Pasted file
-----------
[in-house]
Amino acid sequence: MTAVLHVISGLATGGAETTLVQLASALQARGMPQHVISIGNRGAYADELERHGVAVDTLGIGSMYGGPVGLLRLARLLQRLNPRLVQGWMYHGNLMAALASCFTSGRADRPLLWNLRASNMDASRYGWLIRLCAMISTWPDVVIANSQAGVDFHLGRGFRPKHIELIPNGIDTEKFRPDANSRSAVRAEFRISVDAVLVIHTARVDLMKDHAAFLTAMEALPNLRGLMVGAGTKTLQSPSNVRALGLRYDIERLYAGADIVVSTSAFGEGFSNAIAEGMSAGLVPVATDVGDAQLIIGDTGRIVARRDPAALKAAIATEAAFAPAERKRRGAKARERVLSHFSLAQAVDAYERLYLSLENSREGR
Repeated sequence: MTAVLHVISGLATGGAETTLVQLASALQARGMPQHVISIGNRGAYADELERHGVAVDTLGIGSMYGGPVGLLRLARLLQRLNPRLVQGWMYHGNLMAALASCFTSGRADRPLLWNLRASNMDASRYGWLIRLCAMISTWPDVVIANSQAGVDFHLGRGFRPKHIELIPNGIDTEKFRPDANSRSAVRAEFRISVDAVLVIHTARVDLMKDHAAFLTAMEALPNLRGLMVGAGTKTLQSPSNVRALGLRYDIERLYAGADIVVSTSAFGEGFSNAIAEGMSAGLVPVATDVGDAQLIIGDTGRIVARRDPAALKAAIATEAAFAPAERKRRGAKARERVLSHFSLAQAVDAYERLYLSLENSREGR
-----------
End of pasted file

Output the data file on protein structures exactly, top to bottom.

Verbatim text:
[in-house]
Amino acid sequence: MTAVLHVISGLATGGAETTLVQLASALQARGMPQHVISIGNRGAYADELERHGVAVDTLGIGSMYGGPVGLLRLARLLQRLNPRLVQGWMYHGNLMAALASCFTSGRADRPLLWNLRASNMDASRYGWLIRLCAMISTWPDVVIANSQAGVDFHLGRGFRPKHIELIPNGIDTEKFRPDANSRSAVRAEFRISVDAVLVIHTARVDLMKDHAAFLTAMEALPNLRGLMVGAGTKTLQSPSNVRALGLRYDIERLYAGADIVVSTSAFGEGFSNAIAEGMSAGLVPVATDVGDAQLIIGDTGRIVARRDPAALKAAIATEAAFAPAERKRRGAKARERVLSHFSLAQAVDAYERLYLSLENSREGR
Repeated sequence: MTAVLHVISGLATGGAETTLVQLASALQARGMPQHVISIGNRGAYADELERHGVAVDTLGIGSMYGGPVGLLRLARLLQRLNPRLVQGWMYHGNLMAALASCFTSGRADRPLLWNLRASNMDASRYGWLIRLCAMISTWPDVVIANSQAGVDFHLGRGFRPKHIELIPNGIDTEKFRPDANSRSAVRAEFRISVDAVLVIHTARVDLMKDHAAFLTAMEALPNLRGLMVGAGTKTLQSPSNVRALGLRYDIERLYAGADIVVSTSAFGEGFSNAIAEGMSAGLVPVATDVGDAQLIIGDTGRIVARRDPAALKAAIATEAAFAPAERKRRGAKARERVLSHFSLAQAVDAYERLYLSLENSREGR